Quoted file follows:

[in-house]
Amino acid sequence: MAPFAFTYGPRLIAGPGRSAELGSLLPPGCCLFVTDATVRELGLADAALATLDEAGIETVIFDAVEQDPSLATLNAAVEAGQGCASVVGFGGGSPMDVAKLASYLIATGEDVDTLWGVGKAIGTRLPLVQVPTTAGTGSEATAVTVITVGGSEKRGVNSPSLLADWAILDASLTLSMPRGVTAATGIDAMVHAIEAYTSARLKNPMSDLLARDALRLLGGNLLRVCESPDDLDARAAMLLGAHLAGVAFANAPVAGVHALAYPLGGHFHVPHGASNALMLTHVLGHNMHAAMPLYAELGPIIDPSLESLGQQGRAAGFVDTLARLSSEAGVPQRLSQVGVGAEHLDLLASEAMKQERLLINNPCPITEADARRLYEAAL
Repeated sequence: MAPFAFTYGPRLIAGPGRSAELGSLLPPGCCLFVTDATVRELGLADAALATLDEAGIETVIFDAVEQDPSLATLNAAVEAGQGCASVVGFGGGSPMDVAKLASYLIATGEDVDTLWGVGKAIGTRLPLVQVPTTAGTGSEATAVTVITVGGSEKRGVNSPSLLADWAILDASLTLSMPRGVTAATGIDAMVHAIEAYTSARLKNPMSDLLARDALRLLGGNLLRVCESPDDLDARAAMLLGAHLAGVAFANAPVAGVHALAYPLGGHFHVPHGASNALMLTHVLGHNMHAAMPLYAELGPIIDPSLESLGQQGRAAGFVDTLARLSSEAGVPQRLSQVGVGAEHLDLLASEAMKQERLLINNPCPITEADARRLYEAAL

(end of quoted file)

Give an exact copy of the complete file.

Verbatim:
[in-house]
Amino acid sequence: MAPFAFTYGPRLIAGPGRSAELGSLLPPGCCLFVTDATVRELGLADAALATLDEAGIETVIFDAVEQDPSLATLNAAVEAGQGCASVVGFGGGSPMDVAKLASYLIATGEDVDTLWGVGKAIGTRLPLVQVPTTAGTGSEATAVTVITVGGSEKRGVNSPSLLADWAILDASLTLSMPRGVTAATGIDAMVHAIEAYTSARLKNPMSDLLARDALRLLGGNLLRVCESPDDLDARAAMLLGAHLAGVAFANAPVAGVHALAYPLGGHFHVPHGASNALMLTHVLGHNMHAAMPLYAELGPIIDPSLESLGQQGRAAGFVDTLARLSSEAGVPQRLSQVGVGAEHLDLLASEAMKQERLLINNPCPITEADARRLYEAAL
Repeated sequence: MAPFAFTYGPRLIAGPGRSAELGSLLPPGCCLFVTDATVRELGLADAALATLDEAGIETVIFDAVEQDPSLATLNAAVEAGQGCASVVGFGGGSPMDVAKLASYLIATGEDVDTLWGVGKAIGTRLPLVQVPTTAGTGSEATAVTVITVGGSEKRGVNSPSLLADWAILDASLTLSMPRGVTAATGIDAMVHAIEAYTSARLKNPMSDLLARDALRLLGGNLLRVCESPDDLDARAAMLLGAHLAGVAFANAPVAGVHALAYPLGGHFHVPHGASNALMLTHVLGHNMHAAMPLYAELGPIIDPSLESLGQQGRAAGFVDTLARLSSEAGVPQRLSQVGVGAEHLDLLASEAMKQERLLINNPCPITEADARRLYEAAL